The Speed of Retro

Entertainment-industry tastemakers who've hung around long enough to become senior VPs may naturally gravitate to the things they enjoyed as teens, and the public responds.
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Sometimes you feel real old, older than you are. Nothing makes you feel older than seeing the records you loved as a teenager reappear as two-disc 20th anniversary special editions, with lavish booklets featuring photos of unfortunate hair and liner notes that discuss outdated recording technology.

It used to be easy to figure out when things were going to come back. The 20-year cycle seemed predictable enough. As we struggled through the 1970s, Happy Days, Grease and American Graffiti looked back on the era of Eisenhower. By 1987, the Grateful Dead were in the top 40, and tie-dyes started appearing in department stores. Was it any surprise that the 1990s gave us the return of disco, That 70s Show, an onslaught of noodly jam bands, and the rise of 1970s-derived grunge music?

For some, it's a way to experience the fun of being young again, without the requisite awkwardness. Nostalgia kicks in most fiercely just as the mid-life crisis begins, prompting consumers in their mid-30s with ample disposable income to try to buy back their wild years. Entertainment-industry tastemakers who've hung around long enough to become senior VPs may naturally gravitate to the things they enjoyed as teens, and the public responds.

But before you dish out $95 for that Def Leppard-Styx-Foreigner summer tour, then, consider whether the speed of retro is accelerating, or just plain fragmenting. As one popular news source noted 10 years ago, we may be running out of past. The "retro-present warp" may be a mathematical impossibility, but VH-1's 2004 airing of I Love 1999 was an unmistakable sign that the cycle has begun to go awry.

We've already burned out on Eighties Night, and headed straight to the era when "alternative" shifted from adjective to noun. The essence of Smashing Pumpkins has returned in the form of Silversun Pickups, a Los Angeles outfit that seems to prefer the initialism "SSPU" for embarrassingly obvious reasons. (The Pumpkins themselves are "reuniting" at least two members for a new album and a series of shows this summer.) Third-generation grunge bands like the inexplicably popular Hinder have bypassed the genre's awkward rap-rock middle years, and returned straight to its sludgy roots (as well as its misogynistic side). Even old-school revivalists Jurassic 5 draw more from A Tribe Called Quest's The Low End Theory (1991) than from early-80s rap pioneer Grandmaster Flash.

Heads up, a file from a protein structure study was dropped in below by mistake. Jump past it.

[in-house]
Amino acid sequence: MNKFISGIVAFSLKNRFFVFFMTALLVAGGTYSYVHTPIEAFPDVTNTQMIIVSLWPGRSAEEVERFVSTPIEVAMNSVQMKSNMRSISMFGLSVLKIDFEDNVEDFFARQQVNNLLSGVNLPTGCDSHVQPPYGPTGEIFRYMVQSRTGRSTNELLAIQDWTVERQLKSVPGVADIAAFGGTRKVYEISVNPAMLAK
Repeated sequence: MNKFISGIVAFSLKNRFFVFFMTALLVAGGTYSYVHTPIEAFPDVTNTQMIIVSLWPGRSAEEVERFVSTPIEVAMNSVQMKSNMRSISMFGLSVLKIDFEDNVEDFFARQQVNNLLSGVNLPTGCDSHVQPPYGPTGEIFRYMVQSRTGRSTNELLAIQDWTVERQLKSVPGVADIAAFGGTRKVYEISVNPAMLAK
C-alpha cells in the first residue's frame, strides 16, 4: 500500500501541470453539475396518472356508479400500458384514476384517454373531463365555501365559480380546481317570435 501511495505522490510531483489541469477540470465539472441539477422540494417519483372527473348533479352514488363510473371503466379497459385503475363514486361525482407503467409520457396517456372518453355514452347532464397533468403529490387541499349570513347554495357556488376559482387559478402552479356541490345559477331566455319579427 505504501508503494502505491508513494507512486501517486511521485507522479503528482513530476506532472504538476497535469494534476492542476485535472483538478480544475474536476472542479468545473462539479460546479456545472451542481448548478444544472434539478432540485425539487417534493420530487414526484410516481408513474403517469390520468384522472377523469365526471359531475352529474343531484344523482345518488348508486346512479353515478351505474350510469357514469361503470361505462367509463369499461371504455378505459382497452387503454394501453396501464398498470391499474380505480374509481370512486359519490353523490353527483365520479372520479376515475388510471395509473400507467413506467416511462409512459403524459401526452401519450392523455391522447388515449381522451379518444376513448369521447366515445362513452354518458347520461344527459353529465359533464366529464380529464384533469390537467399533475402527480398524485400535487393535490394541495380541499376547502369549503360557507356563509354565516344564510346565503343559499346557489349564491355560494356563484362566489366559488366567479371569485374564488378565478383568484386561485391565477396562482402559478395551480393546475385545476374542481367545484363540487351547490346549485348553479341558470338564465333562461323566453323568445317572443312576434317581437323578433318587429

At the same time, other signals are baffling. Backward-facing bands like Jet and The Darkness, the breakout acts of 2003, drew from a rock continuum of the Beatles, Queen, AC/DC, the hair-metal years, and even Oasis, leaving retro ambiguity in their wake. Maroon 5's current number-one hit "Makes Me Wonder" descends more directly from Off The Wall and K.C. and the Sunshine Band than Bad or synth-pop, while Entertainment Weekly compared the new Wilco album to an Eagles record. Are these homages to the 1970s, or might they symbolize a creeping nostalgia for the first revival of that decade's music -- in the mid-1990s?

The predictive habits of the early-adopting indie community aren't any help, either. New psychedelic folk artists draw upon an earthy late-60s/early-70s vibe, while the Hold Steady looks to mid-70s Springsteen and Thin Lizzy for inspiration. Bloc Party and Franz Ferdinand are clearly fans of the Gang of Four's Entertainment (1979), and Hot Chip revives frenetic 80s dancepunk.

So why has the speed of retro accelerated? Marketers trying to be the first to revive an idea hasten its return; the snarkiest critics, in turn, are first to dismiss them, thereby opening a void for the next taste before the last one can be properly savored. Moreover, the extraordinary emphasis on youth culture that has risen over the past two decades, combined with increased marketing to kids younger than age 13, may be causing ideas and styles to return sooner than expected.

Two things are happening here: One, the thing being revived was originally popular among a younger group of people, and two, the new target audience isn't old enough to remember it anyway. (Think of the disquieting example of Billy Ray Cyrus on kiddie TV here.) Don't forget, Kurt Cobain might as well be Jim Morrison to these people -- the current high-school senior class was just five years old when Cobain died.

All this could mean that you'll feel a little older a little sooner. Or, if you're lucky, you'll get another chance to be in style when your favorites come around for the third time.

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